Bush Prairie Habitat Conservation Plan, in the works for more than 6 years, nears completion


Tumwater would receive $225,000 to fund the final phase of the Bush Prairie Habitat Conservation Plan (HCP) if the city council votes to accept it at its meeting on March 21.

The city’s General Government Committee voted yesterday to recommend it to the council. The grant agreement from the Washington Department of Fish and Wildlife (WFWD) would likely be approved as a consent item.

The city and the Port of Olympia have been jointly working since 2016 to create the HCP, which is a planning document that seeks to accommodate development while conserving protected species under the Endangered Species Act. The HCP for Bush Prairie seeks to conserve four endangered species in the area: the Olympia Pocket Gopher (Thomomys mazama pugetensis), the Oregon Spotted Frog (Rana pretiosa), the Streaked Horned Lark (Eremophila alpestris strigata), and the Oregon Vesper Sparrow (Pooecetes gramineus affinis).

The two entities have already received federal grants amounting to $963,338 to support the first two phases of the HCP. Planning Manager Brad Medrud said that the next grant would fund the completion and adoption of the HCP, as well as fund activities needed to implement the plan.

The agreement details that such activities include updating relevant local codes, improving administrative systems to support the HCP, and developing a habitat management plan and monitoring program.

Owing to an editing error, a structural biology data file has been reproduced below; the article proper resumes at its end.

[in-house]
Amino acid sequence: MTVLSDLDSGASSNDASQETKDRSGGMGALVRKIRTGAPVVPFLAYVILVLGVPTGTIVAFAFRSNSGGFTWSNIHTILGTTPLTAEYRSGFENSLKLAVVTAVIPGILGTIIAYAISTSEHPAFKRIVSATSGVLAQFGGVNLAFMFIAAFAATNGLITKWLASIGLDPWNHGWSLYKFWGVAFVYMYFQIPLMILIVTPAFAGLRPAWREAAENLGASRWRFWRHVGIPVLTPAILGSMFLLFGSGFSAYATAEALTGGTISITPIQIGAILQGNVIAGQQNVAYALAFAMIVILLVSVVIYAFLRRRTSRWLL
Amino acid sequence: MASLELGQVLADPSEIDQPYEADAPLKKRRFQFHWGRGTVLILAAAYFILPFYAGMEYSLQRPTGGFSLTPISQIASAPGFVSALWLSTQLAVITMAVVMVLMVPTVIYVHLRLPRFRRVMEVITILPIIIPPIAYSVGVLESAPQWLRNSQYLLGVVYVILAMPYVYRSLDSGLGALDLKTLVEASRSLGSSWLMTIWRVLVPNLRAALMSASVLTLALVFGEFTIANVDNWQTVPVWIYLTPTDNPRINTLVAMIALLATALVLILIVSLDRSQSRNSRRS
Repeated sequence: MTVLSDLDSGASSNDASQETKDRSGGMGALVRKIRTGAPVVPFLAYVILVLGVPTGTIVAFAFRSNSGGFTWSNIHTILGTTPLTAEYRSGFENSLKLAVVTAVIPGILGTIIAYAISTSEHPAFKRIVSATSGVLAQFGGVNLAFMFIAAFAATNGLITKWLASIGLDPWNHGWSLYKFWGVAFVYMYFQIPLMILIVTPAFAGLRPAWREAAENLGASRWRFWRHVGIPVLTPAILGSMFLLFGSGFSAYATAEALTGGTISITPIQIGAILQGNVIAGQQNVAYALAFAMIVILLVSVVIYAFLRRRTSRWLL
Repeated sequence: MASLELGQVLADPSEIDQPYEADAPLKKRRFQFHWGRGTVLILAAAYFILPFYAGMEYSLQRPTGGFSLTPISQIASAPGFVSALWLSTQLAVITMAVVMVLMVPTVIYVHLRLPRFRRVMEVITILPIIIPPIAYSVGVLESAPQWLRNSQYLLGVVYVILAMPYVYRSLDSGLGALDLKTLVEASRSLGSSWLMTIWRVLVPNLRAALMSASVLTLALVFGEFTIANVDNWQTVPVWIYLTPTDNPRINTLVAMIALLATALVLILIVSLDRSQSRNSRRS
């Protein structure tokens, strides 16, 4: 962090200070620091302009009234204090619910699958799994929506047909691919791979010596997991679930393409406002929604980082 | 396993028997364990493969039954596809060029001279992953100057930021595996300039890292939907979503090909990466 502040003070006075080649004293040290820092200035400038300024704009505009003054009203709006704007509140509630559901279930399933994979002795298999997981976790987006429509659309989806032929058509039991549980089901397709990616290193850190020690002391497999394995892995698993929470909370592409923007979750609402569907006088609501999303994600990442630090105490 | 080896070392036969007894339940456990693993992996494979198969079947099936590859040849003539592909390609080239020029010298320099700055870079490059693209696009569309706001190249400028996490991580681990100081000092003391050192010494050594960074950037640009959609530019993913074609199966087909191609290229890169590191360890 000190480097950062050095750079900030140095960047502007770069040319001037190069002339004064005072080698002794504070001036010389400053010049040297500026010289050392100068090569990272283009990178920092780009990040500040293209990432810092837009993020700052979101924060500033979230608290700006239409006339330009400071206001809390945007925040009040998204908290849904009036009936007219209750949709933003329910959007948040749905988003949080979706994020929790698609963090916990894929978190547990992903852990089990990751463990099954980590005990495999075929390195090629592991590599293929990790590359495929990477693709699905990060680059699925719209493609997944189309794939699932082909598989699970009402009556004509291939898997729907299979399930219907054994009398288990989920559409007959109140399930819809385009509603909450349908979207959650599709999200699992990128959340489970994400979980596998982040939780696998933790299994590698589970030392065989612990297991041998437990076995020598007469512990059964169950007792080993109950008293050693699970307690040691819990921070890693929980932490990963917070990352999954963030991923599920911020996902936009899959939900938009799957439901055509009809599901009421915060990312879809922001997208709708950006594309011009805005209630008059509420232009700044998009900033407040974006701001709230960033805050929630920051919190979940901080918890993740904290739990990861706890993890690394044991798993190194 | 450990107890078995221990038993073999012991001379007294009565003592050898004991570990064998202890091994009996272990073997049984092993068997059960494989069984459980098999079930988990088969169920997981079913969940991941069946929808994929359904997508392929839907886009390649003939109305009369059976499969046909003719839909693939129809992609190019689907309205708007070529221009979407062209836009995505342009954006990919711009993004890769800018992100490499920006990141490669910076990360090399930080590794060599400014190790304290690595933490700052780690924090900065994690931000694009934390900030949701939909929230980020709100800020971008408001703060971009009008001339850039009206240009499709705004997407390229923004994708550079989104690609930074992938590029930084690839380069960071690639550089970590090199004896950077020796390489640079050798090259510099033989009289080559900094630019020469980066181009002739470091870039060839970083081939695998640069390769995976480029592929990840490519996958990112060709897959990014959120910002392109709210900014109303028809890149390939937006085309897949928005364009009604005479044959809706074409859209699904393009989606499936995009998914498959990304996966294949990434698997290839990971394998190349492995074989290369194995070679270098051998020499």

Medrud added that the fund would be used to continue ongoing tasks under the second phase, such as to complete environmental reviews under the National Environmental Policy Act (NEPA) and Washington State Environmental Policy Act (SEPA).

The funding, which is sourced from the Conservation Planning Assistance Grant of the U.S. Fish and Wildlife Service (USFWS), requires a match of $79,000. The cost would be evenly split between Tumwater and the Port. As part of the agreement, WDFW is also set to receive $56,250 to support the administration of the grant and provide technical assistance.


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  • warrenh50

    So.....963,000 dollars, and seven years......to create a "plan"? I'd love to see the stacks of paperwork this has created so far.

    Friday, March 10 Report this

  • TonyW33

    A map or actual street address would have been helpful. It took me 20 minutes online to find out where this is being built. Halvorsen?

    Friday, March 10 Report this

  • Resident_98512

    Don't blame Tumwater or the Port - this is being undertaken due to the USFWS and their permitting requirements around the ESA (Endangered Species Act). In fact, the local agencies are trying to make building easier and more streamlined by going through this process. If they don't, individual builders (residential/commercial/etc.) would have to get a permit directly from USFWS. But the real issue not addressed here is that there will be an expected "gopher permit fee" of $58,000 per disturbed acre of property. Have 5 acres in the Tumwater area (city/port/county - doesn't matter) and want to build something? You'll have to pay that fee along with your building permit before turning a shovel of dirt. There are gopher maps and some areas are essentially "gopher free" and not subject to this additional requirement, but most areas of Tumwater and parts south fall under prime gopher habitat. Remember, the city isn't trying to harm anyone - they're subject to the same fees and restrictions as everyone else in this situation.

    Wednesday, March 15 Report this